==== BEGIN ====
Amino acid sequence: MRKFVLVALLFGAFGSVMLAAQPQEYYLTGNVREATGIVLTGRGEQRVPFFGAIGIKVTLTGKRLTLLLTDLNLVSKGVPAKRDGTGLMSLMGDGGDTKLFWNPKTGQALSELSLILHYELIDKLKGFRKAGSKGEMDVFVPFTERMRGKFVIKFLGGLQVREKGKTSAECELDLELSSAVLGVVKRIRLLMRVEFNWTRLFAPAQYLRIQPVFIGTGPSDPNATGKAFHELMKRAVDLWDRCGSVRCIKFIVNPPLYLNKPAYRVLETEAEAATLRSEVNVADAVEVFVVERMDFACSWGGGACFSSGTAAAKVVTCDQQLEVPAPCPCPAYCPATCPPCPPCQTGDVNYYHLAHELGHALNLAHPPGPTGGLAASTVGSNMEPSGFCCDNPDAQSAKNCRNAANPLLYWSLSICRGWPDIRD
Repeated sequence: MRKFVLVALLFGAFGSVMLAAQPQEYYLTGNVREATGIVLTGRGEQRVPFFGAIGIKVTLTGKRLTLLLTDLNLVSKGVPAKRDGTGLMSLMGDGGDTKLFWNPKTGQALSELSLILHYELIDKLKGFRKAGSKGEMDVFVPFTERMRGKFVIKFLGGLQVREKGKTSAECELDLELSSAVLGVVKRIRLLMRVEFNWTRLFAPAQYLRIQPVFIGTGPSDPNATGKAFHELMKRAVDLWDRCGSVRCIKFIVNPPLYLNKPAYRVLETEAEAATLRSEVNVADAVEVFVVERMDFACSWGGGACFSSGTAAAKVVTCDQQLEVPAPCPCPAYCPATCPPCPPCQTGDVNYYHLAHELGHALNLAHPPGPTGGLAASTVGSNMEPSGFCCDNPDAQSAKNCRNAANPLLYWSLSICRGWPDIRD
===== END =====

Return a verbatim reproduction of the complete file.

Amino acid sequence: MRKFVLVALLFGAFGSVMLAAQPQEYYLTGNVREATGIVLTGRGEQRVPFFGAIGIKVTLTGKRLTLLLTDLNLVSKGVPAKRDGTGLMSLMGDGGDTKLFWNPKTGQALSELSLILHYELIDKLKGFRKAGSKGEMDVFVPFTERMRGKFVIKFLGGLQVREKGKTSAECELDLELSSAVLGVVKRIRLLMRVEFNWTRLFAPAQYLRIQPVFIGTGPSDPNATGKAFHELMKRAVDLWDRCGSVRCIKFIVNPPLYLNKPAYRVLETEAEAATLRSEVNVADAVEVFVVERMDFACSWGGGACFSSGTAAAKVVTCDQQLEVPAPCPCPAYCPATCPPCPPCQTGDVNYYHLAHELGHALNLAHPPGPTGGLAASTVGSNMEPSGFCCDNPDAQSAKNCRNAANPLLYWSLSICRGWPDIRD
Repeated sequence: MRKFVLVALLFGAFGSVMLAAQPQEYYLTGNVREATGIVLTGRGEQRVPFFGAIGIKVTLTGKRLTLLLTDLNLVSKGVPAKRDGTGLMSLMGDGGDTKLFWNPKTGQALSELSLILHYELIDKLKGFRKAGSKGEMDVFVPFTERMRGKFVIKFLGGLQVREKGKTSAECELDLELSSAVLGVVKRIRLLMRVEFNWTRLFAPAQYLRIQPVFIGTGPSDPNATGKAFHELMKRAVDLWDRCGSVRCIKFIVNPPLYLNKPAYRVLETEAEAATLRSEVNVADAVEVFVVERMDFACSWGGGACFSSGTAAAKVVTCDQQLEVPAPCPCPAYCPATCPPCPPCQTGDVNYYHLAHELGHALNLAHPPGPTGGLAASTVGSNMEPSGFCCDNPDAQSAKNCRNAANPLLYWSLSICRGWPDIRD